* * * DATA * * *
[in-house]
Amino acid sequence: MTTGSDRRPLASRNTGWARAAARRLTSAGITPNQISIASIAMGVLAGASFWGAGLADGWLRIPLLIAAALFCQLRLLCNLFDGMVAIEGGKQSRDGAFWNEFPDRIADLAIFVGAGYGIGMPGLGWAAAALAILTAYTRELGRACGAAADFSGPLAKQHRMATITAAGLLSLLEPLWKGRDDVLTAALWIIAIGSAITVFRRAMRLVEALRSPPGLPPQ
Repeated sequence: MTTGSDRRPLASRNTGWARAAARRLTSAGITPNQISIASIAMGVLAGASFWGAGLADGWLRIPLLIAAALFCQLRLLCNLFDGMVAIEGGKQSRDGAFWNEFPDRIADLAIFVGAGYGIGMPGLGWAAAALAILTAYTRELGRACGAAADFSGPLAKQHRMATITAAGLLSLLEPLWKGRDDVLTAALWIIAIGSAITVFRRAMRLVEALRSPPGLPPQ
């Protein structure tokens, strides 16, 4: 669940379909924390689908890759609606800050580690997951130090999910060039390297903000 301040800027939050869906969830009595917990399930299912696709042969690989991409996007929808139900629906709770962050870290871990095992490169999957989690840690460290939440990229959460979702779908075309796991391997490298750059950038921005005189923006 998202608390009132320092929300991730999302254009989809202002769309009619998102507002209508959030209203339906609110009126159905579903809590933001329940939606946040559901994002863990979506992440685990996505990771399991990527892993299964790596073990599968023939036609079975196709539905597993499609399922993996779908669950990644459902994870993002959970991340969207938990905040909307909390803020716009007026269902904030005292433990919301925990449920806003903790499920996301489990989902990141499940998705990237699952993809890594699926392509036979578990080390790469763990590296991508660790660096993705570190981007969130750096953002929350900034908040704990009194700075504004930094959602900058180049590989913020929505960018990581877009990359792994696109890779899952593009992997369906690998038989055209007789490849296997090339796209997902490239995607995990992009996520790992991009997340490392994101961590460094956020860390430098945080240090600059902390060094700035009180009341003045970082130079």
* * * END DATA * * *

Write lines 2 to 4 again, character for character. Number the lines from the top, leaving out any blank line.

Amino acid sequence: MTTGSDRRPLASRNTGWARAAARRLTSAGITPNQISIASIAMGVLAGASFWGAGLADGWLRIPLLIAAALFCQLRLLCNLFDGMVAIEGGKQSRDGAFWNEFPDRIADLAIFVGAGYGIGMPGLGWAAAALAILTAYTRELGRACGAAADFSGPLAKQHRMATITAAGLLSLLEPLWKGRDDVLTAALWIIAIGSAITVFRRAMRLVEALRSPPGLPPQ
Repeated sequence: MTTGSDRRPLASRNTGWARAAARRLTSAGITPNQISIASIAMGVLAGASFWGAGLADGWLRIPLLIAAALFCQLRLLCNLFDGMVAIEGGKQSRDGAFWNEFPDRIADLAIFVGAGYGIGMPGLGWAAAALAILTAYTRELGRACGAAADFSGPLAKQHRMATITAAGLLSLLEPLWKGRDDVLTAALWIIAIGSAITVFRRAMRLVEALRSPPGLPPQ
């Protein structure tokens, strides 16, 4: 669940379909924390689908890759609606800050580690997951130090999910060039390297903000 301040800027939050869906969830009595917990399930299912696709042969690989991409996007929808139900629906709770962050870290871990095992490169999957989690840690460290939440990229959460979702779908075309796991391997490298750059950038921005005189923006 998202608390009132320092929300991730999302254009989809202002769309009619998102507002209508959030209203339906609110009126159905579903809590933001329940939606946040559901994002863990979506992440685990996505990771399991990527892993299964790596073990599968023939036609079975196709539905597993499609399922993996779908669950990644459902994870993002959970991340969207938990905040909307909390803020716009007026269902904030005292433990919301925990449920806003903790499920996301489990989902990141499940998705990237699952993809890594699926392509036979578990080390790469763990590296991508660790660096993705570190981007969130750096953002929350900034908040704990009194700075504004930094959602900058180049590989913020929505960018990581877009990359792994696109890779899952593009992997369906690998038989055209007789490849296997090339796209997902490239995607995990992009996520790992991009997340490392994101961590460094956020860390430098945080240090600059902390060094700035009180009341003045970082130079």